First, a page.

Girl Born Almost 3 Times Smaller Than Her Twin Defies Odds

Meet the twin born almost three times smaller than her sister who defied the odds after doctors were convinced she would die in the womb.

Tiny Reagan, now 6 months old, was born 11 weeks early and weighed just 1 pound, dwarfed by her twin Mila, who was 2 pounds and 13 ounces.

Their mom, Audrieanna Lambert, 32, said it was a miracle Reagan was alive at all after doctors' stark warnings that she wouldn't survive the pregnancy.

Twins Reagan and Mila Lambert
Tiny Reagan (at right), now 6 months old, was born 11 weeks early and weighed just 1 pound, dwarfed by her twin Mila (left), who was 2 pounds and 13 ounces. Audrienna Lambert, SWNS/Zenger

Doctors at West Penn Hospital, in Pittsburgh, became concerned at 20 weeks when they saw Reagan had stopped growing.

After a C-section in December, both twins were taken to the newborn intensive care unit (NICU) where Mila spent 45 days before she was strong enough to come home.

But Reagan, who battled sepsis, had to wait 118 days before she could join her sister at home in Washington, Pennsylvania.

Now the twins are both thriving but are still different sizes, with Mila weighing 12 pounds and Reagan 7 pounds and 5 ounces.

"When I saw them for the first time Reagan was so much smaller than I imagined," Lambert said.

"The difference between them was crazy. Mila was almost three times the size. They don't even look like twins they're such different sizes.

"I knew Reagan was going to be small but she was just so tiny, but they were both miracles and pulled through. Now they're incredible."

Lambert and her husband Chase, 29, were ecstatic to find out she was pregnant in June 2021 after their first round of IVF, following years of pregnancy struggles.

At six weeks the couple discovered they were expecting twins but were told that Baby B - Reagan - was measuring small and it was possible they would lose her early on during the pregnancy.

"We were told the gestational sac was measuring small and it was likely she would pass," Lambert said.

Audrienna Lambert with baby
Mom Audrieanna Lambert, 32, said it was a miracle Reagan was alive at all after doctors' stark warnings that she wouldn't survive the pregnancy. Audrienna Lambert, SWNS/Zenger

"But at 15 weeks they reassured us and said that Reagan had caught up; it was the best news. Everything seemed fine with both of them and we were so excited to have two little girls."

But at their 20-week scan, Reagan was 18 percent smaller than her sister and falling behind again.

"The doctors were not sure if she would make it at that point," Lambert said. "But they kept monitoring us.

"I was just praying we wouldn't lose her."

At 24 weeks, the couple were given the devastating news that Reagan was now 50 percent smaller and suffering issues with her cord flow - the transfer or nutrients from the mother's blood across the placenta to the fetus through the umbilical cord.

"They told us that the next time I came for a scan in two weeks she would have passed," Lambert said.

"They were certain she wouldn't make it because everything they knew medically told them she wouldn't. I was devastated."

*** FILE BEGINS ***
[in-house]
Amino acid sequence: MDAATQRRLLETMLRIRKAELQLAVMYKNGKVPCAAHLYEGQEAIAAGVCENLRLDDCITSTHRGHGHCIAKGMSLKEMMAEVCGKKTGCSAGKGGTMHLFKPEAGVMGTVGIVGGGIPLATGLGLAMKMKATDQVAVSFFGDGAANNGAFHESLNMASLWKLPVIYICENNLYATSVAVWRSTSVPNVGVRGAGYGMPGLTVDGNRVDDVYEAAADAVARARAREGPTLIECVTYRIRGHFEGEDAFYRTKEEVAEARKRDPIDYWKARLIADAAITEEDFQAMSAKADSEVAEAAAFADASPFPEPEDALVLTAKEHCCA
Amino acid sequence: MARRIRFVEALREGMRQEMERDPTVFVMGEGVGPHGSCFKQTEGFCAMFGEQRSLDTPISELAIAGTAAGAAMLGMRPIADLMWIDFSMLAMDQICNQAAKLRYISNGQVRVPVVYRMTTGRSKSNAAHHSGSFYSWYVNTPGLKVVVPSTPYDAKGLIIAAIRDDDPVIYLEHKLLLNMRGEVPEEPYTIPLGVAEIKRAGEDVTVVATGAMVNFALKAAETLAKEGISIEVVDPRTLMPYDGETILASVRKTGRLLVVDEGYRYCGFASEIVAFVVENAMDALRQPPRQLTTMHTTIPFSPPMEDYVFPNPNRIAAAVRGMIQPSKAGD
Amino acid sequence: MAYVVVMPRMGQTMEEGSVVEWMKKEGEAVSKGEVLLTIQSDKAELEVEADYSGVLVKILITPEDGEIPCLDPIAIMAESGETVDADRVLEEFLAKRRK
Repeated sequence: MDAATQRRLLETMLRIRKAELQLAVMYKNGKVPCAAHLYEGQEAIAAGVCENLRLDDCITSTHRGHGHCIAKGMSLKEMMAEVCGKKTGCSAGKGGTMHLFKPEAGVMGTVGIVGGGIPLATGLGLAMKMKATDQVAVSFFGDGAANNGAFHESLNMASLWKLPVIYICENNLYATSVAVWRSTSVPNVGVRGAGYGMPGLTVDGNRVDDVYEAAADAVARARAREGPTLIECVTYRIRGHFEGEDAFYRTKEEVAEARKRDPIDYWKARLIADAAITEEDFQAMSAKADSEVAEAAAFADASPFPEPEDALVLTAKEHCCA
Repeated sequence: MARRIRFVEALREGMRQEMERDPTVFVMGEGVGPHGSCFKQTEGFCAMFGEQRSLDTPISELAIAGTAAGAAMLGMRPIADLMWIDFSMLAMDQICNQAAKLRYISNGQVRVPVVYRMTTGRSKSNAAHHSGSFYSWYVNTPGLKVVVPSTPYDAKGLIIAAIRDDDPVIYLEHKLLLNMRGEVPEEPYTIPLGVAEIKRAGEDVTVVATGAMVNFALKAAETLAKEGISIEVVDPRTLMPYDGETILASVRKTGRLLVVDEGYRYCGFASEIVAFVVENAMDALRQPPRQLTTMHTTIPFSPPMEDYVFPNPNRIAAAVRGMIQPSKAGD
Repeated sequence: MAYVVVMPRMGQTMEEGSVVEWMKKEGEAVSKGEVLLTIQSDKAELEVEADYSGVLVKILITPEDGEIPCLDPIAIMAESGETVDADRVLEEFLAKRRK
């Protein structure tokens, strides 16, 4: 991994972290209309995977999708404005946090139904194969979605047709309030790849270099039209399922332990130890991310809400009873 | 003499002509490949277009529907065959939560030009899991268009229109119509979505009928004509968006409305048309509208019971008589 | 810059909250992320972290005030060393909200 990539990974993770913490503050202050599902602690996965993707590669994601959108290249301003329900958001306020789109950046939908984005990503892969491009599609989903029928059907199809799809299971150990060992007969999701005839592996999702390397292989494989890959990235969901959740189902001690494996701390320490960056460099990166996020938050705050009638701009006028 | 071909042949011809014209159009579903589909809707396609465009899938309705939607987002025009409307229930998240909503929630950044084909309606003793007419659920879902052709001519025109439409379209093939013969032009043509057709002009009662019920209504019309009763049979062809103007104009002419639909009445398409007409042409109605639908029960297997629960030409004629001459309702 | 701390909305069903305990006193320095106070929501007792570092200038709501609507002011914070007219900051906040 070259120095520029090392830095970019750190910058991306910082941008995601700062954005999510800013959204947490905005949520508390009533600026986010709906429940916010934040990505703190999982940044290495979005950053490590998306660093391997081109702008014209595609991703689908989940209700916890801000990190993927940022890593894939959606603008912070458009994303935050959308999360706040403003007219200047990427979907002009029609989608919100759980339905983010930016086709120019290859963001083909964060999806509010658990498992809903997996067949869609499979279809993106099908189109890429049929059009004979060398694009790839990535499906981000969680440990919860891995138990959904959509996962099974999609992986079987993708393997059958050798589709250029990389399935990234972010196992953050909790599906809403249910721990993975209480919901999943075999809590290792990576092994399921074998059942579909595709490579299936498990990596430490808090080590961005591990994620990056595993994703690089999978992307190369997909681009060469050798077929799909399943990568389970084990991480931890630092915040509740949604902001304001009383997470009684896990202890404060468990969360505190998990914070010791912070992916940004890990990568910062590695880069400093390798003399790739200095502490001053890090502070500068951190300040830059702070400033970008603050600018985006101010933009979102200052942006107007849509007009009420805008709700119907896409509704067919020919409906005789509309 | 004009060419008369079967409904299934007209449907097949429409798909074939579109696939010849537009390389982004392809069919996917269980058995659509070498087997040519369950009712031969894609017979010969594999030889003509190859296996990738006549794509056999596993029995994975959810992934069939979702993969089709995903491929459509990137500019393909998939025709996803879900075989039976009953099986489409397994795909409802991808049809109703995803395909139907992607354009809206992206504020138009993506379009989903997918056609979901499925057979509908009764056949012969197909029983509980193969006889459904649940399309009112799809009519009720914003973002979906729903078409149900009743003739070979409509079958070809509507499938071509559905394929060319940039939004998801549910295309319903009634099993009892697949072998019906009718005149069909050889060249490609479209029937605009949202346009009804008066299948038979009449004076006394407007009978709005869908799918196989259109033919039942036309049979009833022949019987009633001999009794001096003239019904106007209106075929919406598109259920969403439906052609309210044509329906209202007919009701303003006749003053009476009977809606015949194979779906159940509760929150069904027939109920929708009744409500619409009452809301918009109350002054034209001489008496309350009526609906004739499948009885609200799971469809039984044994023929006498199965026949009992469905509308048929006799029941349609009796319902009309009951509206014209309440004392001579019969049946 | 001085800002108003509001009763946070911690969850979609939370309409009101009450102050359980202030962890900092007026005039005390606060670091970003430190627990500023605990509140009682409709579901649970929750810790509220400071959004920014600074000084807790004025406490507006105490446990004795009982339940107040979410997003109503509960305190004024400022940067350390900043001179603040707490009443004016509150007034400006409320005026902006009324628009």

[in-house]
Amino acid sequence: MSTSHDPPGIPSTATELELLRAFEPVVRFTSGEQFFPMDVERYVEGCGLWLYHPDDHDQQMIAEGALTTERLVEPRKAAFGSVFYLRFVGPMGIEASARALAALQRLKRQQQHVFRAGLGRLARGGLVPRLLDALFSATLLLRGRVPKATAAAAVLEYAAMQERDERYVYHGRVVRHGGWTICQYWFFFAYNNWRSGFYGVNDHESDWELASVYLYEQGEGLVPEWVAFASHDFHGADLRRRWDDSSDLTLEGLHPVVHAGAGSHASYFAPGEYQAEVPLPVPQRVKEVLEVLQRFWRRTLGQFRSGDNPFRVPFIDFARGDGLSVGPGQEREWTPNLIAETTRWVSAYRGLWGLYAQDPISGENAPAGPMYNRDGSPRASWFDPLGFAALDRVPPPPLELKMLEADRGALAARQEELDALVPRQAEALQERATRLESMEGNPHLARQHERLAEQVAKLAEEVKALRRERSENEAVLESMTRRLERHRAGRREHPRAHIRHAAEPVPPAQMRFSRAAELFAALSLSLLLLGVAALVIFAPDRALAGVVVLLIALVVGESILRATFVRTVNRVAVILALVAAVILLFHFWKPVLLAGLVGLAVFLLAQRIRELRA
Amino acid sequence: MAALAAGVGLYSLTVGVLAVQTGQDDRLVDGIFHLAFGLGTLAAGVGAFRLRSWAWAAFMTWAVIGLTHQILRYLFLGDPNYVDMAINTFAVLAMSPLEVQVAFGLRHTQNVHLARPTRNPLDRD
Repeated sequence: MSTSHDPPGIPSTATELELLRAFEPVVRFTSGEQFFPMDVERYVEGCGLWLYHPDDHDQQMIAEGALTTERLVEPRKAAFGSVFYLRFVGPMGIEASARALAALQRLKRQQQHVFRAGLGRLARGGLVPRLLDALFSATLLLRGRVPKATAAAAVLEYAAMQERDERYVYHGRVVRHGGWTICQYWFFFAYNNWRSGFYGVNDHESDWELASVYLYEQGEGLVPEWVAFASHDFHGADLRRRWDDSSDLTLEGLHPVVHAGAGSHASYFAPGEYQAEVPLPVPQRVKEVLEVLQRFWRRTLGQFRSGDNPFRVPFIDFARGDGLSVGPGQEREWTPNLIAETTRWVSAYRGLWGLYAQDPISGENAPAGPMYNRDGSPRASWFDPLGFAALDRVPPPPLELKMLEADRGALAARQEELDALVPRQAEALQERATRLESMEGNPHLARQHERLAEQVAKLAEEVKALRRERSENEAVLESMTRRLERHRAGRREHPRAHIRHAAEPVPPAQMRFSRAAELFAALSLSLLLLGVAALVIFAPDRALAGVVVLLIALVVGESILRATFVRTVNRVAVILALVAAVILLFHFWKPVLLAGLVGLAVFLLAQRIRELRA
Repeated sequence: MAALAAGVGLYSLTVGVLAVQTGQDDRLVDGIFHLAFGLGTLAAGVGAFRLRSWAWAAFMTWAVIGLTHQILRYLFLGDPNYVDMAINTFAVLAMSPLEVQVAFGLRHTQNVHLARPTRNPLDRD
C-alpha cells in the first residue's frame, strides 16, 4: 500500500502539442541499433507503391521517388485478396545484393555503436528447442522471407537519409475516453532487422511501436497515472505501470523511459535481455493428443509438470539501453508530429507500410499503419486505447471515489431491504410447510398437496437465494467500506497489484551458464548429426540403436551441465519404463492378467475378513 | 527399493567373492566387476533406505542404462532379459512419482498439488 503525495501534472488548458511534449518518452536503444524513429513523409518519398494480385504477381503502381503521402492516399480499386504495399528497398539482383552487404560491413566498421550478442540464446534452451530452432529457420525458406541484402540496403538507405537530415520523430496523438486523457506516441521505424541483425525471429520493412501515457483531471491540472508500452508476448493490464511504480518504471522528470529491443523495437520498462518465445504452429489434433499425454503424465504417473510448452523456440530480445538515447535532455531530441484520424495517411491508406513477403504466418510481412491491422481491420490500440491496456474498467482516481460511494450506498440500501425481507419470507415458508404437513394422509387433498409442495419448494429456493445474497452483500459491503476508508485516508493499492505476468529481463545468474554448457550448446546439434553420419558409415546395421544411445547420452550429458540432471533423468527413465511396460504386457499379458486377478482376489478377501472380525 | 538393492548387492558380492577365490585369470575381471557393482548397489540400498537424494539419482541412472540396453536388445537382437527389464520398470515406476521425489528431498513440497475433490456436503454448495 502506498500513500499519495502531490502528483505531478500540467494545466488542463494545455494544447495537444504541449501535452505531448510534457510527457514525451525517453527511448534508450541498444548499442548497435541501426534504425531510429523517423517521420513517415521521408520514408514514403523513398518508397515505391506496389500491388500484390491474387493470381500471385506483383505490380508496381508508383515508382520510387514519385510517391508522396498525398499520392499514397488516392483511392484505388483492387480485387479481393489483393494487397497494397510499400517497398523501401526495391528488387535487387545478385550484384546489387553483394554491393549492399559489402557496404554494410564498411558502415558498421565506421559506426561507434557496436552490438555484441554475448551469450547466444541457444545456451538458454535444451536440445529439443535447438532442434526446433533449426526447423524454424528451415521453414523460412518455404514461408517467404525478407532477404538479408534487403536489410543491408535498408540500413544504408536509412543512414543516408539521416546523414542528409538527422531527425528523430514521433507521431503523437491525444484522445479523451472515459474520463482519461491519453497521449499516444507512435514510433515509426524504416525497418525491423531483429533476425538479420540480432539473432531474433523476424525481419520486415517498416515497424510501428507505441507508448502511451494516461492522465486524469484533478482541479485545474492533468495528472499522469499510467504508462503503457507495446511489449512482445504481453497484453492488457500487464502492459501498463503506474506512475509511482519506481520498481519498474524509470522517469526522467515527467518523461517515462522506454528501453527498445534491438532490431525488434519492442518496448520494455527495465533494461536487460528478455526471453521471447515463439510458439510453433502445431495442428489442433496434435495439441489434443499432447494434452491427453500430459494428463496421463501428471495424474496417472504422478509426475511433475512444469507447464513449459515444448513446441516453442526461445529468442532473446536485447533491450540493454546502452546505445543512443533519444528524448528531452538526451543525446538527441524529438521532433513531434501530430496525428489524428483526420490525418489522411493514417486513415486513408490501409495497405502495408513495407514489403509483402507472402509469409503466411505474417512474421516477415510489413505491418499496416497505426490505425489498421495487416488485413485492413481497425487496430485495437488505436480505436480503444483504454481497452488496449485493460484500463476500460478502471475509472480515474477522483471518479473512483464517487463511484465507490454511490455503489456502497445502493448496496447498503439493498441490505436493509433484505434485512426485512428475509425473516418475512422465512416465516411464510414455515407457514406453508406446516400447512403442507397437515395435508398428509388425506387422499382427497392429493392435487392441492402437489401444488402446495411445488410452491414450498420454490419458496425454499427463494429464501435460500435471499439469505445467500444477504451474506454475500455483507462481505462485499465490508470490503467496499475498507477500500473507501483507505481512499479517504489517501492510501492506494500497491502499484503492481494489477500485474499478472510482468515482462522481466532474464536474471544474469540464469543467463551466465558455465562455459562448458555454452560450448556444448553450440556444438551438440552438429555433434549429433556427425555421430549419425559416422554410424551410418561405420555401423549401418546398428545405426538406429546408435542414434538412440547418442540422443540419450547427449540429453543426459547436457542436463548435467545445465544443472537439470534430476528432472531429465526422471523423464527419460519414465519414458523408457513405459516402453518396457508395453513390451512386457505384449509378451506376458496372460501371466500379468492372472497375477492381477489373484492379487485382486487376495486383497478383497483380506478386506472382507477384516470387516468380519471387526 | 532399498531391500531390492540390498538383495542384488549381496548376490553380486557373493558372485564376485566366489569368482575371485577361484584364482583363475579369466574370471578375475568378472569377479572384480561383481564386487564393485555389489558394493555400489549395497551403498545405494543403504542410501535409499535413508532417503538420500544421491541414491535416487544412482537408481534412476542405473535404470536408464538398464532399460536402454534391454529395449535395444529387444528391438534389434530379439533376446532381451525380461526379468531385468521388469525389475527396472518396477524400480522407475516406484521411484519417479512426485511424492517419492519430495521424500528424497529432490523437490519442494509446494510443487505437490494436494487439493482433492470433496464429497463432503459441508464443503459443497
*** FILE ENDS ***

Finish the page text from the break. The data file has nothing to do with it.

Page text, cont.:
But two weeks later at the 26-week scan, doctors found that Reagan's heart was still beating.

"They were really shocked that she was still holding on," Lambert said.

"I was determined I would do everything I could for her to make it."

Lambert was admitted to West Penn Hospital at 27 weeks to be monitored.

She made it to 29 weeks before Regan's cord flow changed and the babies had to be delivered by emergency C-section.

Chase Lamberts holds his twin daughters
Chase Lambert holds his twin daughters, Reagan and Mila. Audrienna Lambert, SWNS/Zenger

The twins were born December 10 at 4:32 p.m., with Mila weighing 2 pounds 13 ounces, and Reagan at 4:33 p.m. weighing exactly 1 pound.

"I heard Mila's nice little cry and they held her up for me so I knew she was OK but all I could hear from Reagan was a whimper," Lambert said.

"It was like a kitten's cry. I was in a panic because I could hardly hear her and I didn't get to see her before they took her away."

The twins had to be taken straight to the NICU and Lambert had to wait a few hours before she was able to see them.

"When I saw Reagan she was so small she could fit in your hand," she said.

"I knew she was going to be tiny but she was still so much smaller than I had imagined. Mila was three times the size, but Reagan was fully developed despite how minuscule she was.

''We were finally allowed to hold them when they were 5 days old. It was magical but they were so delicate and tiny."

When the twins were 2 weeks old, the family were told that Reagan had developed sepsis and was being transferred to UPMC Children's Hospital of Pittsburgh.

"She was so grey she looked dead," Lambert said.

"It was awful that twins had been torn apart."

After four days, Mila was able to be transferred to the same hospital and the pair were able to battle to health together. She recovered well and was strong enough to go home in January after 45 days in the hospital.

"It was so lovely to have Mila home but so hard to have to keep traveling back and forth to see her sister and for them not to be together," Lambert said.

Reagan spent another three months in hospital, receiving blood transfusions to help her grow so she could finally come home in April.

"It was amazing to have them both home," Lambert said. "It's been quite the journey.

"They still have a big size difference between them. When I switch between holding Mila to Reagan, I can really feel how much lighter she still is."

"They're 6 months now and thriving and hitting all their milestones. They've defied the odds."

Produced in association with SWNS.

This story was provided to Newsweek by Zenger News.